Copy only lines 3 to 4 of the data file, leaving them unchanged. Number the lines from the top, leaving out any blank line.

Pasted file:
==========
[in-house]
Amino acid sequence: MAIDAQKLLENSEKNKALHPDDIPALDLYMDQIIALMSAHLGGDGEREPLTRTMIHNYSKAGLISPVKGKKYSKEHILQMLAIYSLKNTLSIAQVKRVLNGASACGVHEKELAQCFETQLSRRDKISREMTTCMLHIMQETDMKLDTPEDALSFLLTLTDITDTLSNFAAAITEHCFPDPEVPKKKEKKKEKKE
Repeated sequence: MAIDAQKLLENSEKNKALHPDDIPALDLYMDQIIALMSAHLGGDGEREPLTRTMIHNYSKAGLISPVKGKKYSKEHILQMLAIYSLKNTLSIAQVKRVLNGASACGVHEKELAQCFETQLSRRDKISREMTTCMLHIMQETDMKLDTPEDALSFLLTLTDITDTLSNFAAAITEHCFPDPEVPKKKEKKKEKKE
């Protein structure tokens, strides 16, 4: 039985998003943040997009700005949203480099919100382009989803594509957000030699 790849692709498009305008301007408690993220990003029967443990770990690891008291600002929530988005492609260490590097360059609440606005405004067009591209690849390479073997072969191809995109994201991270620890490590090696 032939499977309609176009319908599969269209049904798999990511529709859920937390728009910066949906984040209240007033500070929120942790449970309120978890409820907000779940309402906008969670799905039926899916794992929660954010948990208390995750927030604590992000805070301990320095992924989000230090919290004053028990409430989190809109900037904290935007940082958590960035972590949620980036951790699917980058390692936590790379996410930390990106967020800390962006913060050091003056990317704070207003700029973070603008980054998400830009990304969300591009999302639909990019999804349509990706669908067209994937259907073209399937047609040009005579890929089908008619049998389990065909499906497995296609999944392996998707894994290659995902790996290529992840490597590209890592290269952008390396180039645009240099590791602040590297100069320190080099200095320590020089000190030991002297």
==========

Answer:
Repeated sequence: MAIDAQKLLENSEKNKALHPDDIPALDLYMDQIIALMSAHLGGDGEREPLTRTMIHNYSKAGLISPVKGKKYSKEHILQMLAIYSLKNTLSIAQVKRVLNGASACGVHEKELAQCFETQLSRRDKISREMTTCMLHIMQETDMKLDTPEDALSFLLTLTDITDTLSNFAAAITEHCFPDPEVPKKKEKKKEKKE
């Protein structure tokens, strides 16, 4: 039985998003943040997009700005949203480099919100382009989803594509957000030699 790849692709498009305008301007408690993220990003029967443990770990690891008291600002929530988005492609260490590097360059609440606005405004067009591209690849390479073997072969191809995109994201991270620890490590090696 032939499977309609176009319908599969269209049904798999990511529709859920937390728009910066949906984040209240007033500070929120942790449970309120978890409820907000779940309402906008969670799905039926899916794992929660954010948990208390995750927030604590992000805070301990320095992924989000230090919290004053028990409430989190809109900037904290935007940082958590960035972590949620980036951790699917980058390692936590790379996410930390990106967020800390962006913060050091003056990317704070207003700029973070603008980054998400830009990304969300591009999302639909990019999804349509990706669908067209994937259907073209399937047609040009005579890929089908008619049998389990065909499906497995296609999944392996998707894994290659995902790996290529992840490597590209890592290269952008390396180039645009240099590791602040590297100069320190080099200095320590020089000190030991002297």